Recently, mass killings have been front and center in the news. The terrorist attacks in Paris struck a chord worldwide, and similar attacks in Beirut, Baghdad, Mali, Lake Chad, and elsewhere have made the horror seem never-ending. Yesterday marked the three-year anniversary of the Sandy Hook shooting and two weeks ago another shooting in San Bernardino topped a long list of harrowing incidents in the United States. While the political discourse focuses on how to prevent future tragedies from happening, survivors and the families and friends of victims are left to pick up the pieces of their shattered lives.

Their grief is acute and can lead to many downstream consequences, not least of all post-traumatic stress. Symptoms include flashbacks, nightmares, anxiety, and depression, which can persist for a long time, as in the story of a teenage Syrian refugee who carried the blown-up body parts of his mother and sister out of their demolished house. Two years later, he is still tormented by the experience.

Even if we have not endured post-traumatic stress, we are all familiar with hardship. Some people go through poverty or abuse. Others withstand bullying, breakups, or illness. Suffering is universal, albeit manifested in different ways and to different extents.

As we cope with struggles in our own lives and witness other people’s struggles unfold in the news, a common response is to search for an underlying significance that might make our devastation more bearable. This process of making meaning out of misery can be beneficial. For example, cancer patients who derive meaning from their medical experiences have greater psychological adjustment. Likewise, following the death of a family member, people who make sense of their loss and even find benefits in it experience less distress. The psychiatrist and Holocaust survivor Viktor Frankl wrote extensively about this process after observing that his fellow inmates in concentration camps were more likely to survive the horrific conditions if they held on to a sense of meaning.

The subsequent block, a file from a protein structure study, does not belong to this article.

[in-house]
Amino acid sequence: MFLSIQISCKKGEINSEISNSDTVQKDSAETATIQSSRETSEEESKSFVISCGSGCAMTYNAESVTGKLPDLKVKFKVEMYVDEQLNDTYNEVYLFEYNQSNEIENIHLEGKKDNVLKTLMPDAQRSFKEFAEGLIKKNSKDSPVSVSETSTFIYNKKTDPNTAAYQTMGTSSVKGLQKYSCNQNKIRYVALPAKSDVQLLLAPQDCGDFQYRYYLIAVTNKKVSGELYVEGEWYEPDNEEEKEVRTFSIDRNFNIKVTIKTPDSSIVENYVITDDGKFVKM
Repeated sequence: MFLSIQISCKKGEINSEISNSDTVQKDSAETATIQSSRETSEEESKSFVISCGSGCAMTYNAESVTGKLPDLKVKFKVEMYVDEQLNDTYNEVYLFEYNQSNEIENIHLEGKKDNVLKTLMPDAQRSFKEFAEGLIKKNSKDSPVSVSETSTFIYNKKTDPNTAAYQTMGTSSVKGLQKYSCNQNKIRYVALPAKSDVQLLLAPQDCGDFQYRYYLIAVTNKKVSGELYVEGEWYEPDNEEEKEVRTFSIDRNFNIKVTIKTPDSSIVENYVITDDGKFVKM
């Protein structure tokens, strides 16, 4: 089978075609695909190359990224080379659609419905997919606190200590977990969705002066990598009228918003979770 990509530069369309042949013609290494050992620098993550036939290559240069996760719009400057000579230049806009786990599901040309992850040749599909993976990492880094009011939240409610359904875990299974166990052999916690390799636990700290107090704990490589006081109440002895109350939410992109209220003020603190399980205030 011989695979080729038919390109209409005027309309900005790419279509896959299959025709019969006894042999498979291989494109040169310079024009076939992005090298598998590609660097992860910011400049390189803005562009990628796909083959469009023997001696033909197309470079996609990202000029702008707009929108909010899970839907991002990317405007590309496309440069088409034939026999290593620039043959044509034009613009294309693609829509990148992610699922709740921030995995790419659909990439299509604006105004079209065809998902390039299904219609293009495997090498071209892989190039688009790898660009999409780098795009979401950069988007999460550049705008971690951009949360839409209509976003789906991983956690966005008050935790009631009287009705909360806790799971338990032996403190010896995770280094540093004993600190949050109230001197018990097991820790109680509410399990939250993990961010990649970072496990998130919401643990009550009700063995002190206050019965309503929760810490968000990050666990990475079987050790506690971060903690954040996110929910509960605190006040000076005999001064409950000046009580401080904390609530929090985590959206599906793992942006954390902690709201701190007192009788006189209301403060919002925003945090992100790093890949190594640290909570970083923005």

To understand how this process is possible, researchers have studied a fascinating phenomenon called post-traumatic growth. First identified in the mid-nineties by the psychologists Richard Tedeschi and Lawrence Calhoun, post-traumatic growth is when a person experiences positive changes resulting from a major life crisis. According to the research, post-traumatic growth goes beyond resilience; by actively searching for good in something terrible, a person can use adversity as a catalyst for advancing to a higher level of psychological functioning. Survivors of sexual assault report post-traumatic growth as early as two weeks later, but the timeline and nature of growth varies from person to person.

Five positive changes signal post-traumatic growth and provide a useful framework for how to make the best out of the worst situations. The first is personal strength. Tragedy exposes our vulnerability in an unpredictable world and therefore may cause us to feel weak or helpless. But, paradoxically, it can also boost our self-confidence and lead us to view ourselves as stronger. For instance, a car crash survivor reported that the incident motivated her to take charge of her life with greater determination and willpower. People may feel empowered by realizing that overcoming a past challenge means they will be able to overcome future challenges.

The second is relationships. Whether bonding on a deeper level with friends and family or feeling connected to strangers who have gone through similar difficulties, suffering can bring people closer together. Social support is especially important for healing; discussing and processing hardships with other people assists with meaning-making. For instance, women emerging from intimate partner violence undergo more growth if they discuss their abuse with a role model. Suffering may also prompt us to be more compassionate toward others: A recent study out of Yale and MIT showed that survivors of violence felt more empathy for Liberian refugees and therefore acted more altruistically, such as by hosting the refugees in their homes.